I met the sales rep from Boardwalk Shutters on site this afternoon to measure up the shutters for the other bedrooms and our library.  I left this until the white set was completed so that more accurate measurements could be taken, but with the 10-12 week lead time on shutters, this means we’ll be without window dressings for a few weeks post handover.

And between running around like a headless chook for the past week, I’ve enjoyed a couple of cuppas and sweet treats at Frisky Deer Interiors with friends, old and new.

Frisky Deer Interiors

At Frisky Deer Interiors + Cafe in Mandurah.

Post handover plan.

In theory, the keys to House By The Water should be ours in 6 months from now.  Somehow it still seems like a lifetime away, but I’m daring to start thinking about the post handover plan.

There’s an enormous amount to be done, so I put it all on a spread sheet and prioritised each task into high/medium/low categories.

Post handover plan - missing some pieces.

Post handover plan – work in progress.

The critical items are installing timber floors throughout the house and window dressings for the bedrooms.  These need to be done before we move in.  The driveway is also high on the list – we don’t want to be walking sand on beautiful new floors.  We took the driveway out of our builder’s scope of work.  We want cobblestones and their quote was ridiculously out of line with any other quote.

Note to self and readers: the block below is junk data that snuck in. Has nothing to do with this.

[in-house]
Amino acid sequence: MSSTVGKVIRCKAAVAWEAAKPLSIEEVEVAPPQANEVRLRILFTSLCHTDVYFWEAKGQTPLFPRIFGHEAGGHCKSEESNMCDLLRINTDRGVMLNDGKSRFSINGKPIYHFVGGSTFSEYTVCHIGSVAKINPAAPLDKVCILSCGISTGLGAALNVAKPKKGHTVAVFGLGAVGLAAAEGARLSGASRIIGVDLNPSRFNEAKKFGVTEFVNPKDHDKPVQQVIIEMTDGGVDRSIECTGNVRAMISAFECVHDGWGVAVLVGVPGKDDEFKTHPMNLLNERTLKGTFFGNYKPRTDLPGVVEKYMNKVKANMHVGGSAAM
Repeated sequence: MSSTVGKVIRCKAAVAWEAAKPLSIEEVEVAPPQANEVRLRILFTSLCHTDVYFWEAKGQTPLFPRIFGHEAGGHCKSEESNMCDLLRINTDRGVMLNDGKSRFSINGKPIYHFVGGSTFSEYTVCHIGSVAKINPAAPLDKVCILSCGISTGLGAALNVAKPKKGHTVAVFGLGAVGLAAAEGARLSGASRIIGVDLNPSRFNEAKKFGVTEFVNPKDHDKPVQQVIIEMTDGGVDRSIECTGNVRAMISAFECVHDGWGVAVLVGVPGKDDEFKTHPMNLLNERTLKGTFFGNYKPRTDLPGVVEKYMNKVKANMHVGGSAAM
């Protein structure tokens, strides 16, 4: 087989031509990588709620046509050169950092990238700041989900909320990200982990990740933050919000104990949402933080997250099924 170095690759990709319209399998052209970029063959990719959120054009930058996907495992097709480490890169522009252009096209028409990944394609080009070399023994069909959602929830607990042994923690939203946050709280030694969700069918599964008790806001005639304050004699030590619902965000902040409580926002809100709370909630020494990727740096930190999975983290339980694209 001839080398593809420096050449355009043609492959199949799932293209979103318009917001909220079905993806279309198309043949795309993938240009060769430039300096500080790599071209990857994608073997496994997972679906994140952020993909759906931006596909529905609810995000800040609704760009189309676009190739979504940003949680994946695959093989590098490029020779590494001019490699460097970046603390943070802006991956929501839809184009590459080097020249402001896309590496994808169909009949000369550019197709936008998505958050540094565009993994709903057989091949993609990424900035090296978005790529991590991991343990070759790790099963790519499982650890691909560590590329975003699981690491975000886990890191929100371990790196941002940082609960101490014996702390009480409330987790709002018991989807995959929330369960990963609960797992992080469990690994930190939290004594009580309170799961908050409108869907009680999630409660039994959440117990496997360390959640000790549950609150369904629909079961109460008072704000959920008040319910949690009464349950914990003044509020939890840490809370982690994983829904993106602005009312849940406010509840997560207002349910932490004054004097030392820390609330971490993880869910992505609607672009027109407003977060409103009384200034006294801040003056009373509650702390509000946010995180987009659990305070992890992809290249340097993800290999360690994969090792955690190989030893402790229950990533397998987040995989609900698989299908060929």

So herein lies a logistical nightmare!  Our best flooring quote comes from a company that says our floors could take up to 5 weeks to install!  We do have 300 square metres of floor to cover, including a set of stairs, but this is not what I expected.

You can see I have a few gaps in the table.  I’m looking for recommended local contractors to quote on:

  • laying a cobblestone driveway with a concrete base
  • constructing a rendered brick front fence with steel insets
  • installing an automated driveway gate  (preferably these 3 items would be done by the same contractor)

I’d really like to know:

  1. What was your order of works post-handover?
  2. Which post-handover tasks could be done in unison?  i.e. multiple trades on site.
  3. How long did you take between handover and moving in?
  4. Any other tips for running a tight post-handover ship?

I want to get this plan right.  The race to Christmas will be on for the construction industry, and the longer we take the longer I’m going to be sleeping in the caravan in our front yard.

Perhaps if I get a few film cameras involved,  in “The Block” style, we can get the whole lot done in a week!

These pictures are from my favourite house on The Block this season.  Josh and Charlotte share my love for timber floors and white shutters.  (Photo source:  Domain.) House By The Water will be the third house we’ve lived in with this simple winning combination.

Window dressings

Photo source:  Linxspiration.

Photo source: Linxspiration.

I’ve got a feeling this will be round one of several attempts to plan the window dressings.  Already I’ve been thinking about the options for months.  Slowly the picture is becoming clearer.